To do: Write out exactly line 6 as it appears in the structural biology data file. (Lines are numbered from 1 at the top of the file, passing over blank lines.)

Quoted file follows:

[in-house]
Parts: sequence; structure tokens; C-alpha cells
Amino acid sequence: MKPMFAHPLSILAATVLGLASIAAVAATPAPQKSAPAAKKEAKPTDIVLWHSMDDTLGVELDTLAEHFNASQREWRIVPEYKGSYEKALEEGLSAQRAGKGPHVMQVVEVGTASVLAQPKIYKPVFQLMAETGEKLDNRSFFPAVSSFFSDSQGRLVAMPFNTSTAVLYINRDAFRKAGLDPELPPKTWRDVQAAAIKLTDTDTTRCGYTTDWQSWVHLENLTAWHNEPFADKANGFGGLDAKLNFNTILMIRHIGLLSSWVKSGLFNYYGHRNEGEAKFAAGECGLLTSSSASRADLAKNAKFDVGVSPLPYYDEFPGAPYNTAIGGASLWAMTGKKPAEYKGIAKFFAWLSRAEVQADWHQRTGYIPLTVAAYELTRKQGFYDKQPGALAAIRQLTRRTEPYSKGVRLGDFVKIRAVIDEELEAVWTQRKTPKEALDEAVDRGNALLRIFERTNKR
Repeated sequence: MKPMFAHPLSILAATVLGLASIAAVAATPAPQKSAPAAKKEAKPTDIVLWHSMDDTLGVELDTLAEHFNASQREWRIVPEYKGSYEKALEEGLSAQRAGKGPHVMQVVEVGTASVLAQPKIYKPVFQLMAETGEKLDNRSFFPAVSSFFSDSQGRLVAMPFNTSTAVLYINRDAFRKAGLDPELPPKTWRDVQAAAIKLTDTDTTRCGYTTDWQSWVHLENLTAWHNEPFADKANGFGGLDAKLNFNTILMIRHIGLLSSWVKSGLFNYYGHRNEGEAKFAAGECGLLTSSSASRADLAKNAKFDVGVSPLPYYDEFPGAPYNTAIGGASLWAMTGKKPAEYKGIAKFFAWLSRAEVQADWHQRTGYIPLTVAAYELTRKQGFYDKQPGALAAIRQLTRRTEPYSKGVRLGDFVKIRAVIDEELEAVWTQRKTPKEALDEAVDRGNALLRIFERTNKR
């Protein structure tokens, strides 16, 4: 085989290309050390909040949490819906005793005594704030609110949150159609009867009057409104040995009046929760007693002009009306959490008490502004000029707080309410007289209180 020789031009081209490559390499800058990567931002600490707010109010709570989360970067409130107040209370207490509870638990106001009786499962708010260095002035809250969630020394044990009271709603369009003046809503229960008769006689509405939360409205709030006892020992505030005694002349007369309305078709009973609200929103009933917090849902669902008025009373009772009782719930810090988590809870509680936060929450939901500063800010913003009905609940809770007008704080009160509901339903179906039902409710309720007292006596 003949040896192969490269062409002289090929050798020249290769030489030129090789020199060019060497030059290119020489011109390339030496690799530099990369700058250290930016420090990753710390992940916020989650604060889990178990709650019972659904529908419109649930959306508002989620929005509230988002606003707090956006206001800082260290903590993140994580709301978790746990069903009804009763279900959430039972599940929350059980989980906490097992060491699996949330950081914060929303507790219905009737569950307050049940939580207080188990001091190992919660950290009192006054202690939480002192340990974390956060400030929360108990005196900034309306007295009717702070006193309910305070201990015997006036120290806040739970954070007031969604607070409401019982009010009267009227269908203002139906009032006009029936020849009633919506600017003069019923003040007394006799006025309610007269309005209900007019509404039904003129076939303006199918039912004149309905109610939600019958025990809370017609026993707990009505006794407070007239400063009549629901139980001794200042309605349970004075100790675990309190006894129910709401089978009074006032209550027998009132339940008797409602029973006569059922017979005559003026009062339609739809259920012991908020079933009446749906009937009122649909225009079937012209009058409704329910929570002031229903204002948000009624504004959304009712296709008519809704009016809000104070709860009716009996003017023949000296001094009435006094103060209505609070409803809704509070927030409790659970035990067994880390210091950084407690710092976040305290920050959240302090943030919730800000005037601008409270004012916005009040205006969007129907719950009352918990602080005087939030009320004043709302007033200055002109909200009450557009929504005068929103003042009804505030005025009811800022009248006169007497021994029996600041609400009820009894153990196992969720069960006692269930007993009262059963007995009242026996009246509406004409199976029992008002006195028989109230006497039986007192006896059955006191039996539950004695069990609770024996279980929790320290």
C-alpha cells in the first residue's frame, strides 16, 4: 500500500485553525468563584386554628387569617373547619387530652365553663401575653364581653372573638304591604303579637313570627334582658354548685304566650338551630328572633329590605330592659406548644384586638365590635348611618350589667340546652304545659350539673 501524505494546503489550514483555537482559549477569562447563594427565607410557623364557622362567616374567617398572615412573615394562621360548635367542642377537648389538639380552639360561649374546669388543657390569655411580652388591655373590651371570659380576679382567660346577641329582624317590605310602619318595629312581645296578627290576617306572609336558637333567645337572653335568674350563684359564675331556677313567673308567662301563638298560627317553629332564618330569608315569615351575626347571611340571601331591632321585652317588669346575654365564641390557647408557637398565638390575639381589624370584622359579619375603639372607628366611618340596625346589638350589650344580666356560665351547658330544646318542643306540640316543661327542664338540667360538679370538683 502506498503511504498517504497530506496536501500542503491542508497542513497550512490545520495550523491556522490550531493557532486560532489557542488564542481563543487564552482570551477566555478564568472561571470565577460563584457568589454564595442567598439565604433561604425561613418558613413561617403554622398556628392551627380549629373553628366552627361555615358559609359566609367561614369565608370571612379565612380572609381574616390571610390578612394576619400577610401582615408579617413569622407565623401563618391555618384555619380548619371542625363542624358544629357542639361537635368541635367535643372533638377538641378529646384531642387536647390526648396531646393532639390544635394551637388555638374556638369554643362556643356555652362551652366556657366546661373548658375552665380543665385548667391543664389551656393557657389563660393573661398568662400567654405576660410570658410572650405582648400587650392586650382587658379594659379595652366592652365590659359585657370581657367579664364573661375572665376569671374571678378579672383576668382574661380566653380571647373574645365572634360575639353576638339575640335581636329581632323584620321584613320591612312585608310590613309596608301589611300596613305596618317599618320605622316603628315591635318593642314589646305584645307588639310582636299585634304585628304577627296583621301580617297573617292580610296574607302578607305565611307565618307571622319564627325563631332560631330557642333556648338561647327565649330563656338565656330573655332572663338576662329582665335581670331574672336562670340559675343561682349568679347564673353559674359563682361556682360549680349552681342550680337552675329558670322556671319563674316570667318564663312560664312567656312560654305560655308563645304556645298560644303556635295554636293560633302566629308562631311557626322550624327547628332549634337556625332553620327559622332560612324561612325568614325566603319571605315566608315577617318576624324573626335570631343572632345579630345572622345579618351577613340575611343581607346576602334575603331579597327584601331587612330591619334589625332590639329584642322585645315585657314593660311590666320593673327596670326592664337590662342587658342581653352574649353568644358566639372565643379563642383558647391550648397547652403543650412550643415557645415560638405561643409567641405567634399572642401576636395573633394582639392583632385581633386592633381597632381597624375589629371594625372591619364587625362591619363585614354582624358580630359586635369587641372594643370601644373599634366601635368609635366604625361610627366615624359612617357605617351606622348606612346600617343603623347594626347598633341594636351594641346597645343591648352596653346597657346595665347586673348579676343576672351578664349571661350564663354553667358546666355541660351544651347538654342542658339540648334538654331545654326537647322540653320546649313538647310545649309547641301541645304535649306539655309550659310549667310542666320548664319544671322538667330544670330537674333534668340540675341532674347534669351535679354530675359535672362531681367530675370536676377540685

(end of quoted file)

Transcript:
C-alpha cells in the first residue's frame, strides 16, 4: 500500500485553525468563584386554628387569617373547619387530652365553663401575653364581653372573638304591604303579637313570627334582658354548685304566650338551630328572633329590605330592659406548644384586638365590635348611618350589667340546652304545659350539673 501524505494546503489550514483555537482559549477569562447563594427565607410557623364557622362567616374567617398572615412573615394562621360548635367542642377537648389538639380552639360561649374546669388543657390569655411580652388591655373590651371570659380576679382567660346577641329582624317590605310602619318595629312581645296578627290576617306572609336558637333567645337572653335568674350563684359564675331556677313567673308567662301563638298560627317553629332564618330569608315569615351575626347571611340571601331591632321585652317588669346575654365564641390557647408557637398565638390575639381589624370584622359579619375603639372607628366611618340596625346589638350589650344580666356560665351547658330544646318542643306540640316543661327542664338540667360538679370538683 502506498503511504498517504497530506496536501500542503491542508497542513497550512490545520495550523491556522490550531493557532486560532489557542488564542481563543487564552482570551477566555478564568472561571470565577460563584457568589454564595442567598439565604433561604425561613418558613413561617403554622398556628392551627380549629373553628366552627361555615358559609359566609367561614369565608370571612379565612380572609381574616390571610390578612394576619400577610401582615408579617413569622407565623401563618391555618384555619380548619371542625363542624358544629357542639361537635368541635367535643372533638377538641378529646384531642387536647390526648396531646393532639390544635394551637388555638374556638369554643362556643356555652362551652366556657366546661373548658375552665380543665385548667391543664389551656393557657389563660393573661398568662400567654405576660410570658410572650405582648400587650392586650382587658379594659379595652366592652365590659359585657370581657367579664364573661375572665376569671374571678378579672383576668382574661380566653380571647373574645365572634360575639353576638339575640335581636329581632323584620321584613320591612312585608310590613309596608301589611300596613305596618317599618320605622316603628315591635318593642314589646305584645307588639310582636299585634304585628304577627296583621301580617297573617292580610296574607302578607305565611307565618307571622319564627325563631332560631330557642333556648338561647327565649330563656338565656330573655332572663338576662329582665335581670331574672336562670340559675343561682349568679347564673353559674359563682361556682360549680349552681342550680337552675329558670322556671319563674316570667318564663312560664312567656312560654305560655308563645304556645298560644303556635295554636293560633302566629308562631311557626322550624327547628332549634337556625332553620327559622332560612324561612325568614325566603319571605315566608315577617318576624324573626335570631343572632345579630345572622345579618351577613340575611343581607346576602334575603331579597327584601331587612330591619334589625332590639329584642322585645315585657314593660311590666320593673327596670326592664337590662342587658342581653352574649353568644358566639372565643379563642383558647391550648397547652403543650412550643415557645415560638405561643409567641405567634399572642401576636395573633394582639392583632385581633386592633381597632381597624375589629371594625372591619364587625362591619363585614354582624358580630359586635369587641372594643370601644373599634366601635368609635366604625361610627366615624359612617357605617351606622348606612346600617343603623347594626347598633341594636351594641346597645343591648352596653346597657346595665347586673348579676343576672351578664349571661350564663354553667358546666355541660351544651347538654342542658339540648334538654331545654326537647322540653320546649313538647310545649309547641301541645304535649306539655309550659310549667310542666320548664319544671322538667330544670330537674333534668340540675341532674347534669351535679354530675359535672362531681367530675370536676377540685